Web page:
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Mouse Model Shows Early Symptoms of Parkinson's Disease

By Negin Martin
August 2009

Tonya Taylor
First author Tonya Taylor is a recipient of a National Research Service Award from NIEHS. (Photo courtesy of Tonya Taylor and Emory University)

Gary Miller, Ph.D.
Principal investigator Gary Miller is shown in his laboratory at Emory. (Photo courtesy of Ann Borden, Emory University)

In a new study funded in part by NIEHS and published in the June 24 issue of the Journal of Neuroscience, Emory University scientists unveiled a new mouse model with reduced monoamine storage capacity that manifests the early non-motor symptoms of Parkinson's disease (PD). This engineered mouse model could offer insight into the early symptoms of PD and lead to the discovery of new avenues for early diagnosis and treatment of the disease - a progressive neurodegenerative condition caused by disruption of the dopamine system that devastates one million Americans each year.

Currently, there are no restorative cures or preventive measures available for PD patients. In many cases, early detection and adjunctive treatment can significantly improve quality of life and potentially delay disease progression.

"These mice are very useful for studying the major non-motor symptoms of Parkinson's because they have them together as a package," explained lead investigator Gary Miller, Ph.D. (http://www.biomed.emory.edu/FacSearch/fac_profile.cfm?CFID=5401970&CFTOKEN=27311940&faculty_id=1169) Exit NIEHS, in an interview following publication of the study. Miller is an associate professor in the departments of Environmental and Occupational Health in the Rollins School of Public Health and Neurology and Pharmacology in the School of Medicine at Emory University and principal investigator of the NIEHS-funded Parkinson's Disease Collaborative Environmental Research Center at Emory University.

The mouse strain engineered for the study (http://www.ncbi.nlm.nih.gov/pubmed/19553450?ordinalpos=1&itool=EntrezSystem2.PEntrez.Pubmed.Pubmed_ResultsPanel.Pubmed_DefaultReportPanel.Pubmed_RVDocSum) Exit NIEHS lacks an integral membrane protein known as vesicular monoamine transporter 2 (VMAT2). Miller and his colleagues developed this mouse model to study how dysfunction of other monoamine system neurotransmitters, such as serotonin and norepinephrine, may contribute to the onset of PD.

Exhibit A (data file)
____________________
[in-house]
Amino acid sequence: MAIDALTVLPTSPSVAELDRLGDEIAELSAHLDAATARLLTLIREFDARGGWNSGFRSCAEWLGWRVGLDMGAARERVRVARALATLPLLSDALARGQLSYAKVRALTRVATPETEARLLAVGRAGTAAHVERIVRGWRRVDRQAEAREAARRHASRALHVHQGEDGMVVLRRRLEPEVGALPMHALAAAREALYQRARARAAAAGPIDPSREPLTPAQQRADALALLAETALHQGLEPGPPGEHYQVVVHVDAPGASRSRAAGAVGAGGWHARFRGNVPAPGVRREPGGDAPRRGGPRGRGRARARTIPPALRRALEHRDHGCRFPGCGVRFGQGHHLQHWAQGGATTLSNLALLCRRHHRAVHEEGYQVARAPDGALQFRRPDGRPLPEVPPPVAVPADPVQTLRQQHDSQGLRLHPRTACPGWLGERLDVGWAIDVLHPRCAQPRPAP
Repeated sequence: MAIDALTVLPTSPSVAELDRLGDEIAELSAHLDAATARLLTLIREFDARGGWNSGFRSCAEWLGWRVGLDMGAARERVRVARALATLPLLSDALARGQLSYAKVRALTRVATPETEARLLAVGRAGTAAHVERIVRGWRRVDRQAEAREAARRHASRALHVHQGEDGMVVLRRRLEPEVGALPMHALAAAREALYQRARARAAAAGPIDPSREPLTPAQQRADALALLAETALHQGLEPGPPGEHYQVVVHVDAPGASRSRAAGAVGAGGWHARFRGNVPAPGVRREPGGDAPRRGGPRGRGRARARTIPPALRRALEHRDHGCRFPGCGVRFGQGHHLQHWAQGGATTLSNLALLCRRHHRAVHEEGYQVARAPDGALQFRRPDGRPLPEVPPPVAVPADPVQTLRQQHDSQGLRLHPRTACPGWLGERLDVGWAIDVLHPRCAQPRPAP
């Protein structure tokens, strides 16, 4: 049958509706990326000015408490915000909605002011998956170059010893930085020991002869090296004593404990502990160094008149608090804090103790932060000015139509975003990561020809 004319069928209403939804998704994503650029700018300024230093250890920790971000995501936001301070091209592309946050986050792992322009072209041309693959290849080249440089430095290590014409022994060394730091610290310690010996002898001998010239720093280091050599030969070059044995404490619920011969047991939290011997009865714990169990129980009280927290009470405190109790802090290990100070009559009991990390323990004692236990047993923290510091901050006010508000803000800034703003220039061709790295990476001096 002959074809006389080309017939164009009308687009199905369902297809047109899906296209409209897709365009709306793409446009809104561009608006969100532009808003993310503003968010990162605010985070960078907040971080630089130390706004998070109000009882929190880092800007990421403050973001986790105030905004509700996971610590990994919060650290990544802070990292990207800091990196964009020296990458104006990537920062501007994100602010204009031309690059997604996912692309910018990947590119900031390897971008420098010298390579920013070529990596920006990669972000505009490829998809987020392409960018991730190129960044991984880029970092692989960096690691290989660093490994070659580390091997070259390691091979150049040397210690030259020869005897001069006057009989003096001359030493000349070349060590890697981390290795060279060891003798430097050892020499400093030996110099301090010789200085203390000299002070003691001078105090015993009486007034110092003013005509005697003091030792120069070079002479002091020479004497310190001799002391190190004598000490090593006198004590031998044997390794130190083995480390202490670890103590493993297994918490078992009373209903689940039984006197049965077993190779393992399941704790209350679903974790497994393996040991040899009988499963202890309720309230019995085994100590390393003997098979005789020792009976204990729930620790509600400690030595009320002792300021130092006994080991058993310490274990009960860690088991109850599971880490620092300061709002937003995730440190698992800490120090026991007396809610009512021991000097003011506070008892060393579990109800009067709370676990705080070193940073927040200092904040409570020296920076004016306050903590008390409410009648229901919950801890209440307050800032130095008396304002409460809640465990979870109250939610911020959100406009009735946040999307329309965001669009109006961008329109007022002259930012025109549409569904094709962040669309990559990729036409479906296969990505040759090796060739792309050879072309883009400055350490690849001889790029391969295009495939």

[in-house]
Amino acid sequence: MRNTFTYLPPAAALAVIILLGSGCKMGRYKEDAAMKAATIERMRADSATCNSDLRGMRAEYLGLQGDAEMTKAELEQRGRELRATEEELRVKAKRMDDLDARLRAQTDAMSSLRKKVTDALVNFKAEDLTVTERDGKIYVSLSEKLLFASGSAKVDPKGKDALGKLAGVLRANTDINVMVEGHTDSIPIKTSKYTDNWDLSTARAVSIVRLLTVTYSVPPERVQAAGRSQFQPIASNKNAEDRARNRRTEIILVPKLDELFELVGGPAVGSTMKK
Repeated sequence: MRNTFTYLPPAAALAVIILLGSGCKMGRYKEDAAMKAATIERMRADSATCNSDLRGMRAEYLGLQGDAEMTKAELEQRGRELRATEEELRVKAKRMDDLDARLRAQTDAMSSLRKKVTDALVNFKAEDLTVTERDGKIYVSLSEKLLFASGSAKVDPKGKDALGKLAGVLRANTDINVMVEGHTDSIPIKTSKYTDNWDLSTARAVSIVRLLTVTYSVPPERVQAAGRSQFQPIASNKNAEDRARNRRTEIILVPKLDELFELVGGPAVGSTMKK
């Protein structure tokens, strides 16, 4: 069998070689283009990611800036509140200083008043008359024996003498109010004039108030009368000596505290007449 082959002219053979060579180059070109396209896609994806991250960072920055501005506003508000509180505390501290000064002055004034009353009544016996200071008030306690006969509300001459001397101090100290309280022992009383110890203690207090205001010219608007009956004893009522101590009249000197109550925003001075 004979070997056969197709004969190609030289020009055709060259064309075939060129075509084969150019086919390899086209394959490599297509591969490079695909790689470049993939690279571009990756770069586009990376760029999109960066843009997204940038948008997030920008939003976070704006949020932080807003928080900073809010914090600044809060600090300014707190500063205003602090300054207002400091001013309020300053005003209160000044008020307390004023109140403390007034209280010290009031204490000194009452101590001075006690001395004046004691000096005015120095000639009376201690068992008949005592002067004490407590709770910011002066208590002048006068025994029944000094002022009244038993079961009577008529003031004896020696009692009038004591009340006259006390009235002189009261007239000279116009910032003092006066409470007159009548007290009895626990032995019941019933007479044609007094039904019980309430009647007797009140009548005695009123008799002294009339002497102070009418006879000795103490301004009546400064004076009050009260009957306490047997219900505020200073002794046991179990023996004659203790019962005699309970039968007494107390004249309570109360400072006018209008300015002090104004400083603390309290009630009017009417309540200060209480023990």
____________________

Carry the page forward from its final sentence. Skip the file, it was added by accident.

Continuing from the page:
VMAT2 transports monoamines - neuronal signal molecules such as dopamine, serotonin and norepinephrine - in a neuron. Absence of this protein led to the reduction of norepinephrine and serotonin levels in all regions of brains in 12- to 15-month old mice that were tested by the investigators. These mice are considered middle-aged to old since the life expectancy of mice is about 24 to 30 months. According to the researchers, the VMAT2 gene in mice is 92% identical to its counterpart gene in humans.

Researchers observed that VMAT2-deficient mice could not discriminate between scents as well as normal mice at an early age and that their olfactory function declined with age. Other distinguishing characteristics of these mice also seen in humans with PD were delayed gastric emptying, altered sleep latency, and anxiety-like and age-dependent depressive behaviors.

Interestingly, all of these characteristics are recognized as early-onset non-motor symptoms of PD in humans. Motor disturbances - tremors, rigidity of movement and lack of balance - appear after 70-80% of striatal dopamine has been lost in PD patients. The non-motor symptoms such as loss of the sense of smell, gastrointestinal abnormalities, sleep disturbances, anxiety and depression appear prior to the onset of movement disorders and are early warning signs of PD.

One of Miller's graduate students in the Molecular and Systems Pharmacology Program at Emory University, Tonya Taylor, was first author on the study, which was co-authored by specialists from several departments in the School of Medicine. Taylor graduated from Duke University in 2005 with a degree in Chemistry. She was named a Neuroscience Scholar by the Society for Neuroscience.

The interdisciplinary research team was supported by NIEHS center (http://tools.niehs.nih.gov/portfolio/sc/detail.cfm?appl_id=7687587) and training (http://tools.niehs.nih.gov/portfolio/sc/detail.cfm?appl_id=7630721) grants, along with funding from the National Science Foundation and Michael J. Fox Foundation.

Citation: Taylor TN, Caudle WM, Shepherd KR, Noorian A, Jackson CR, Iuvone PM, Weinshenker D, Greene JG, Miller GW (http://www.ncbi.nlm.nih.gov/pubmed/19553450?ordinalpos=1&itool=EntrezSystem2.PEntrez.Pubmed.Pubmed_ResultsPanel.Pubmed_DefaultReportPanel.Pubmed_RVDocSum) Exit NIEHS. 2009. Nonmotor symptoms of Parkinson's disease revealed in an animal model with reduced monoamine storage capacity. J Neurosci 29(25):8103-8113.

(Negin Martin, Ph.D., is a biologist in the NIEHS Laboratory of Neurobiology Viral Vector Core Facility and a 2009 Science Communication Fellow with Environmental Health Sciences. She recently completed a postdoctoral fellowship with the NIEHS Membrane Signaling Group.)



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